“We’re in an era of more personalized or precision medicine, and the ability to target cancer treatment to a patient’s specific genetic mutation or biomarker is becoming the standard,” according to Richard Pazdur, MD.
Overcoming challenges of medical therapy starts with leveraging guidelines.
Researchers studying a novel multimodal analgesia protocol at multiple institutions in the U.S. for patients having penile implant surgery found narcotic prescriptions before, during, and in the post-surgery recovery period fell from as high as 50 to 60 narcotic pills to 10 to 15 pills.
Two pharmaceuticals in late-stage development may offer new therapeutic options for patients with rare forms of hyperoxaluria.
“I think [MRI-guided transurethral ultrasound ablation] is a potentially great option for patients who opt for either whole- or partial-gland treatment,” says researcher Steven S. Raman, MD.
Myovant Sciences recently announced positive phase III trial results for its once-daily oral small molecule gonadotropin-releasing hormone antagonist relugolix, for the treatment of advanced prostate cancer.
Urologists, oncologists, and prostate cancer patients are entering a new era in prostate cancer therapy—one that is going to be genetically defined.
Guideline-directed care often leads to better outcomes, but that’s not the case with the AUA’s antibiotic prophylaxis guidelines for diabetic patients undergoing primary penile prosthesis implantation. Authors of an ongoing study have found that adhering to the antibiotic prophylaxis guidelines results in a five-fold increased infection risk among diabetic penile prothesis patients, greatly increasing their risk for explantation.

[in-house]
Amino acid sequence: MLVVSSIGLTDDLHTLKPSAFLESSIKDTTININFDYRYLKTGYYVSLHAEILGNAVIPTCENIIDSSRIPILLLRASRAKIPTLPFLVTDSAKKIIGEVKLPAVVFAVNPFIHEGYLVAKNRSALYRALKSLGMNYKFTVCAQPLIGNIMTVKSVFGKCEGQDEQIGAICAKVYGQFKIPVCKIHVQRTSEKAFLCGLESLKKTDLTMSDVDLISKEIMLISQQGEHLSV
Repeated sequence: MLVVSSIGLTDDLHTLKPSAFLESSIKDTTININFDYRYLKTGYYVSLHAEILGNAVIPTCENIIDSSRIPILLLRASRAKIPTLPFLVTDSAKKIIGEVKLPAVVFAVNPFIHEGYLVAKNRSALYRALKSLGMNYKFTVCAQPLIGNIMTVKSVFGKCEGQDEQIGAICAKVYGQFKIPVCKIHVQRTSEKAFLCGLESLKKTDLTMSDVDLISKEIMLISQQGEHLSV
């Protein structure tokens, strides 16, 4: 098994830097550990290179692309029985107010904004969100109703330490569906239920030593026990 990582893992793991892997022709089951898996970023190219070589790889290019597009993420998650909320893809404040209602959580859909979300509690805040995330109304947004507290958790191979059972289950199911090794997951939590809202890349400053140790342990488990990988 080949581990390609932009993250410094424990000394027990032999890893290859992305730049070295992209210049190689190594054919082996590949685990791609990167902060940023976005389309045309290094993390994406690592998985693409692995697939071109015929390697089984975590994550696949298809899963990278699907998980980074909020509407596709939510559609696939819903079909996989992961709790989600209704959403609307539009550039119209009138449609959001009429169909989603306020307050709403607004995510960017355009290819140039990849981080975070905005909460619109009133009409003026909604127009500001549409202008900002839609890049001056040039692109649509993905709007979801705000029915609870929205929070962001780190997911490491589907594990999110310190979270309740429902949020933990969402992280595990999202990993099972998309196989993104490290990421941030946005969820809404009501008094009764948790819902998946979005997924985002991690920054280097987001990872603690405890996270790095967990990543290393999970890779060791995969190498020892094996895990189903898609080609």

Newly diagnosed low- and high-risk prostate cancer patients seen during the same appointment by a urologist and radiation oncologist were more likely than patients in a nationwide cohort to choose evidence-based care, according to a recent study.
“There is now sufficient data to support the use of prostate MRI in all men before their initial prostate biopsy when the MRI is of sufficient quality,” says policy statement co-author Marc A. Bjurlin, DO, MSc.